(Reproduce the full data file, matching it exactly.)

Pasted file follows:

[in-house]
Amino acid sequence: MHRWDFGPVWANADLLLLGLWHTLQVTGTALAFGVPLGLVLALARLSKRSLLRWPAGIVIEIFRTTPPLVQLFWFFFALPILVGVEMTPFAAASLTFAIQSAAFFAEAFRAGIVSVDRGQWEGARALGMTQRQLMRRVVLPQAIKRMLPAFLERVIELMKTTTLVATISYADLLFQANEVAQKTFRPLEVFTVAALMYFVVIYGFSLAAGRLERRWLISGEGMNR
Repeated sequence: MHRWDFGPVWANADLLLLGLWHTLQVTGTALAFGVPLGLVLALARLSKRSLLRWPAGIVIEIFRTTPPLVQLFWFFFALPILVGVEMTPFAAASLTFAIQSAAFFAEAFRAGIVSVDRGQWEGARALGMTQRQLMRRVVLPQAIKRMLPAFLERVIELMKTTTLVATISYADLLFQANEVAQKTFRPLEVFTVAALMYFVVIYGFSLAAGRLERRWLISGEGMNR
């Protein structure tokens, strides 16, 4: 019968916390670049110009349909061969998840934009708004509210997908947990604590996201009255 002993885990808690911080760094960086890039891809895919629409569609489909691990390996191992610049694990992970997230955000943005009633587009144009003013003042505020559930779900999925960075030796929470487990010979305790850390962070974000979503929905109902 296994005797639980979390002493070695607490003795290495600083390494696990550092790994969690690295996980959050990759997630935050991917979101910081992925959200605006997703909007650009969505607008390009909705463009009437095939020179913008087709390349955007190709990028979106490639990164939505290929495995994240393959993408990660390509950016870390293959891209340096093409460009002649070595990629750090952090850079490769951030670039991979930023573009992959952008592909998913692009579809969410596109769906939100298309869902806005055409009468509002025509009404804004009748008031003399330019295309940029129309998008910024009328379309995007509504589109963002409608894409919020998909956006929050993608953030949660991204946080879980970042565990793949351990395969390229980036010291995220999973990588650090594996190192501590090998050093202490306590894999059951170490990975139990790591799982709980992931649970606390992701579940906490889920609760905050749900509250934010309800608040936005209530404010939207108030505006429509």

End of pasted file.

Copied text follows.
[in-house]
Amino acid sequence: MHRWDFGPVWANADLLLLGLWHTLQVTGTALAFGVPLGLVLALARLSKRSLLRWPAGIVIEIFRTTPPLVQLFWFFFALPILVGVEMTPFAAASLTFAIQSAAFFAEAFRAGIVSVDRGQWEGARALGMTQRQLMRRVVLPQAIKRMLPAFLERVIELMKTTTLVATISYADLLFQANEVAQKTFRPLEVFTVAALMYFVVIYGFSLAAGRLERRWLISGEGMNR
Repeated sequence: MHRWDFGPVWANADLLLLGLWHTLQVTGTALAFGVPLGLVLALARLSKRSLLRWPAGIVIEIFRTTPPLVQLFWFFFALPILVGVEMTPFAAASLTFAIQSAAFFAEAFRAGIVSVDRGQWEGARALGMTQRQLMRRVVLPQAIKRMLPAFLERVIELMKTTTLVATISYADLLFQANEVAQKTFRPLEVFTVAALMYFVVIYGFSLAAGRLERRWLISGEGMNR
């Protein structure tokens, strides 16, 4: 019968916390670049110009349909061969998840934009708004509210997908947990604590996201009255 002993885990808690911080760094960086890039891809895919629409569609489909691990390996191992610049694990992970997230955000943005009633587009144009003013003042505020559930779900999925960075030796929470487990010979305790850390962070974000979503929905109902 296994005797639980979390002493070695607490003795290495600083390494696990550092790994969690690295996980959050990759997630935050991917979101910081992925959200605006997703909007650009969505607008390009909705463009009437095939020179913008087709390349955007190709990028979106490639990164939505290929495995994240393959993408990660390509950016870390293959891209340096093409460009002649070595990629750090952090850079490769951030670039991979930023573009992959952008592909998913692009579809969410596109769906939100298309869902806005055409009468509002025509009404804004009748008031003399330019295309940029129309998008910024009328379309995007509504589109963002409608894409919020998909956006929050993608953030949660991204946080879980970042565990793949351990395969390229980036010291995220999973990588650090594996190192501590090998050093202490306590894999059951170490990975139990790591799982709980992931649970606390992701579940906490889920609760905050749900509250934010309800608040936005209530404010939207108030505006429509």